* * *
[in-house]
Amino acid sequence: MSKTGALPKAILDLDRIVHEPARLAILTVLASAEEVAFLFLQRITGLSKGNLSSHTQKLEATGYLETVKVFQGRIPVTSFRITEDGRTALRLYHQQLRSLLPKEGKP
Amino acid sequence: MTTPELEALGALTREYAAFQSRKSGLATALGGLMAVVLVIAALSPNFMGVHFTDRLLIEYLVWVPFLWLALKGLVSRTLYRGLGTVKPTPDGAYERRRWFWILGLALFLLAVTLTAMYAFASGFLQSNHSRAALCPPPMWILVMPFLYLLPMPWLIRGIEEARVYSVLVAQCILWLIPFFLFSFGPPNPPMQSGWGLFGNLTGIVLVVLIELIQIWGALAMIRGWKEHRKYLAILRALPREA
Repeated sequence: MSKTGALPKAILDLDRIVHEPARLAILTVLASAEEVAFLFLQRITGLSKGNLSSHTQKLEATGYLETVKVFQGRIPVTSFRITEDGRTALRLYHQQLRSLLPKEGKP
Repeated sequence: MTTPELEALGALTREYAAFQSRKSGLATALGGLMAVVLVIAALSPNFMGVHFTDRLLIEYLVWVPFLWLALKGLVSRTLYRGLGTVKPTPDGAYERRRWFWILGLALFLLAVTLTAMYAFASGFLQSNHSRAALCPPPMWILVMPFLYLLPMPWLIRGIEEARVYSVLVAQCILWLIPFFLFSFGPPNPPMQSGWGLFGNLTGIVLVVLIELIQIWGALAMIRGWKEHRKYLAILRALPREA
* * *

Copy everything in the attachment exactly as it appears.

[in-house]
Amino acid sequence: MSKTGALPKAILDLDRIVHEPARLAILTVLASAEEVAFLFLQRITGLSKGNLSSHTQKLEATGYLETVKVFQGRIPVTSFRITEDGRTALRLYHQQLRSLLPKEGKP
Amino acid sequence: MTTPELEALGALTREYAAFQSRKSGLATALGGLMAVVLVIAALSPNFMGVHFTDRLLIEYLVWVPFLWLALKGLVSRTLYRGLGTVKPTPDGAYERRRWFWILGLALFLLAVTLTAMYAFASGFLQSNHSRAALCPPPMWILVMPFLYLLPMPWLIRGIEEARVYSVLVAQCILWLIPFFLFSFGPPNPPMQSGWGLFGNLTGIVLVVLIELIQIWGALAMIRGWKEHRKYLAILRALPREA
Repeated sequence: MSKTGALPKAILDLDRIVHEPARLAILTVLASAEEVAFLFLQRITGLSKGNLSSHTQKLEATGYLETVKVFQGRIPVTSFRITEDGRTALRLYHQQLRSLLPKEGKP
Repeated sequence: MTTPELEALGALTREYAAFQSRKSGLATALGGLMAVVLVIAALSPNFMGVHFTDRLLIEYLVWVPFLWLALKGLVSRTLYRGLGTVKPTPDGAYERRRWFWILGLALFLLAVTLTAMYAFASGFLQSNHSRAALCPPPMWILVMPFLYLLPMPWLIRGIEEARVYSVLVAQCILWLIPFFLFSFGPPNPPMQSGWGLFGNLTGIVLVVLIELIQIWGALAMIRGWKEHRKYLAILRALPREA